McMurdo has managed to fit in a king-sized bed and two neat bedside tables. “I wanted full-sized furniture in here, with access on both sides of the bed,” he says. “I didn’t like the idea of a mezzanine or a high, squashed bed. I wanted it to feel like a grown-up house.”
To maximize space, McMurdo suspended candy-jar lights from underneath two slim shelves, leaving the surfaces clear rather than cluttering them with bulky lamp bases. He also created a textured paint effect on the walls by mixing sawdust and glue in with the paint to create a tactile surface.
The cleverest part of the bedroom design is the hidden wardrobe. The bed divides in the middle and slides apart to reveal access steps down into a large closet underneath. As well as a full-sized bed, McMurdo also wanted to install a full-sized suite in the compact bathroom. Rather than a boat toilet, he’s fitted a full-sized model and a shower-bath. The shower floor is made of a pebble-covered mesh that sinks down to reveal a stainless-steel tub beneath, so there’s just one drainage system required for both the shower and the bath.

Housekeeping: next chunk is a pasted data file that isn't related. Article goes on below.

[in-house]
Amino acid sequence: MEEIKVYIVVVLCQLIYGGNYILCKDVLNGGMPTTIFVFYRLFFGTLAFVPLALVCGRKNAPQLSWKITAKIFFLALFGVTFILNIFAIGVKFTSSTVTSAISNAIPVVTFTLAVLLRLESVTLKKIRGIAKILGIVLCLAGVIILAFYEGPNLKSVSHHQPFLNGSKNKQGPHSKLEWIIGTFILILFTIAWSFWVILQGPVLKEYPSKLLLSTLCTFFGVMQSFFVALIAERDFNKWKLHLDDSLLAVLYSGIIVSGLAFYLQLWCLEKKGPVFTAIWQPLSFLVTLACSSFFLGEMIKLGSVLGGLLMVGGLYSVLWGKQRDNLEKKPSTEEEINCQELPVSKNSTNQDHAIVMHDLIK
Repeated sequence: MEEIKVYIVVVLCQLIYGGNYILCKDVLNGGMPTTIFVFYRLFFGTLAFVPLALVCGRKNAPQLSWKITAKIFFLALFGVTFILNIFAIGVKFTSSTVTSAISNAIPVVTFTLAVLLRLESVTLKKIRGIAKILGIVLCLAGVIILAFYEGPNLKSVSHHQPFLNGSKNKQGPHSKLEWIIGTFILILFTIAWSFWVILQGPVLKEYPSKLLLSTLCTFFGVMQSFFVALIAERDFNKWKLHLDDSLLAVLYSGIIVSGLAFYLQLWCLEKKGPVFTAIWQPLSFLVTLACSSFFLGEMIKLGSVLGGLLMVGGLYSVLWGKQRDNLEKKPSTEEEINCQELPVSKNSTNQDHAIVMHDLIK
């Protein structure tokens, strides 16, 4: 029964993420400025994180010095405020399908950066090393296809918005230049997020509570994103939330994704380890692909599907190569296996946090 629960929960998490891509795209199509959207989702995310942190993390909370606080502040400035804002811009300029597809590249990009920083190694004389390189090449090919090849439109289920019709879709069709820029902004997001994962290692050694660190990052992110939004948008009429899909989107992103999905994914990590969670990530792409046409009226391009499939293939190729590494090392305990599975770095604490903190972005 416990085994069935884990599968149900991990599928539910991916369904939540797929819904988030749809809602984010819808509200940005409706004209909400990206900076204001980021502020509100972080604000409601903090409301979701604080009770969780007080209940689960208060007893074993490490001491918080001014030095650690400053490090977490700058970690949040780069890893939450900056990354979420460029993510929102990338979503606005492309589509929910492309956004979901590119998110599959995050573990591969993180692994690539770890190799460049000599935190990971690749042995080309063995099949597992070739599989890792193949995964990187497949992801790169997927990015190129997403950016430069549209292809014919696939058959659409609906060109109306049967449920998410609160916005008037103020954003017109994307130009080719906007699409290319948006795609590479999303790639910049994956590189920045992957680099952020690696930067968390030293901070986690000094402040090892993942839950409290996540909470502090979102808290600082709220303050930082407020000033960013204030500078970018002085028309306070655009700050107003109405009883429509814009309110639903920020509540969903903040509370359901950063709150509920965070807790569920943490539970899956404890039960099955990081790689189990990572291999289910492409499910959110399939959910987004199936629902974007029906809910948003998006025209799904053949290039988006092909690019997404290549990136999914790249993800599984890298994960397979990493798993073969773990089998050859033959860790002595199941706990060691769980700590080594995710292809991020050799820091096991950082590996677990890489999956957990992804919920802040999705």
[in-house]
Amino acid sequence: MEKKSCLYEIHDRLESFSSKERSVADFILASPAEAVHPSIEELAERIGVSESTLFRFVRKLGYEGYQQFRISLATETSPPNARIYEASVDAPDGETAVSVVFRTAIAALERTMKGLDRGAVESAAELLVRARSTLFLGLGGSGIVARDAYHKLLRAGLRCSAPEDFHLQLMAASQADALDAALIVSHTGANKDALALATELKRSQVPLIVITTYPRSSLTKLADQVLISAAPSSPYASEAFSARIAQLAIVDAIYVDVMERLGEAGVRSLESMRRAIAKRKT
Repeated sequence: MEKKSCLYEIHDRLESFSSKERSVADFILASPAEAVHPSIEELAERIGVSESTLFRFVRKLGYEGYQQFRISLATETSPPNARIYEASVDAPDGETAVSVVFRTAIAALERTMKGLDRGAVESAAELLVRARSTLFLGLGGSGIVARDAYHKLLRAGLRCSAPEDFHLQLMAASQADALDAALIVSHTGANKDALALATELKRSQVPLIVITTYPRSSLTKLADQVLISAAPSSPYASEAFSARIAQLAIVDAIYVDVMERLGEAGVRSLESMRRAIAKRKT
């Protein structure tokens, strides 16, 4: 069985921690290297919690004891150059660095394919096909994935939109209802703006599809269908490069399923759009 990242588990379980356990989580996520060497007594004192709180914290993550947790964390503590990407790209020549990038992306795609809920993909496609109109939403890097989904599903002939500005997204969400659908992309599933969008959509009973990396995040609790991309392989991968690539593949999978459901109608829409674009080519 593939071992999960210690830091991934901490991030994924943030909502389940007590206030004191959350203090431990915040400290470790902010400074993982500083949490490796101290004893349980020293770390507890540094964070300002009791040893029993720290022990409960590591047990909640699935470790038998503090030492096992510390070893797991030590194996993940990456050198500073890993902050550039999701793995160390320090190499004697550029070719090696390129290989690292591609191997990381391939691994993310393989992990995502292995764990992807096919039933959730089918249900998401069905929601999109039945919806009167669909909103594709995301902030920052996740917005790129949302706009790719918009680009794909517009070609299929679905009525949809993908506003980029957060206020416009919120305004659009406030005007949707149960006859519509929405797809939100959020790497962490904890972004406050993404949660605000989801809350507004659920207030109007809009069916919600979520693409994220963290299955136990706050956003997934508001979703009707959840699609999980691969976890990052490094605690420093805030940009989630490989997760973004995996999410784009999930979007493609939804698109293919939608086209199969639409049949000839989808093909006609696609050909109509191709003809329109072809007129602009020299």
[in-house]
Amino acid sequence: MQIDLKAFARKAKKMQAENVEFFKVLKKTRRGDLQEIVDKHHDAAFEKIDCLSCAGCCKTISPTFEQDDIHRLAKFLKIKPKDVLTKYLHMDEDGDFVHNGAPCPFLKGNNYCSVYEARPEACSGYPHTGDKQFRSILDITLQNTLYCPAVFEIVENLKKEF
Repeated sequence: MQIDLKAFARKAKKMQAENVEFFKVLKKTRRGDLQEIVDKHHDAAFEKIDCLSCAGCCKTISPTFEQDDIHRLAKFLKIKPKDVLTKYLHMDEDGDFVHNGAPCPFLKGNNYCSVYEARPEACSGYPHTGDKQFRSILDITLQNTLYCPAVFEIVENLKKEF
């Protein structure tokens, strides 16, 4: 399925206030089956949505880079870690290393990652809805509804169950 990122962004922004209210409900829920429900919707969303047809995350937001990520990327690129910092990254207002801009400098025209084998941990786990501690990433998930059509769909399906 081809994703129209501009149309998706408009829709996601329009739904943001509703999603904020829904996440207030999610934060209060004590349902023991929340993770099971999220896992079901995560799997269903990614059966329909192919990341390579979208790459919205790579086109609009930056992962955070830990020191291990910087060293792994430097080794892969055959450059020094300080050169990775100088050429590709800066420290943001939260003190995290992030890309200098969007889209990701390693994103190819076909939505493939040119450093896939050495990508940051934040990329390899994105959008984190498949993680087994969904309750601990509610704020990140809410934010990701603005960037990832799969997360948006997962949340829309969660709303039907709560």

Another space-saving device is the single tap that cleverly pivots between the bathroom and the kitchen next door. (McMurdo is in the process of recladding the surround.)
Although the container is a striking sight on the marina, it’s not as unusual as it might be on dry land. “A marina naturally has a total mix of architecture,” McMurdo says. “The boats are all different colors and shapes, and they all sit happily side by side.” The container simply adds another layer to the colorful mix.
“The aim with this project was to create a nice living space for a young couple,” McMurdo says. “I wanted to show that you don’t need to decide between living either in a house or on a boat; there can be something in the middle.”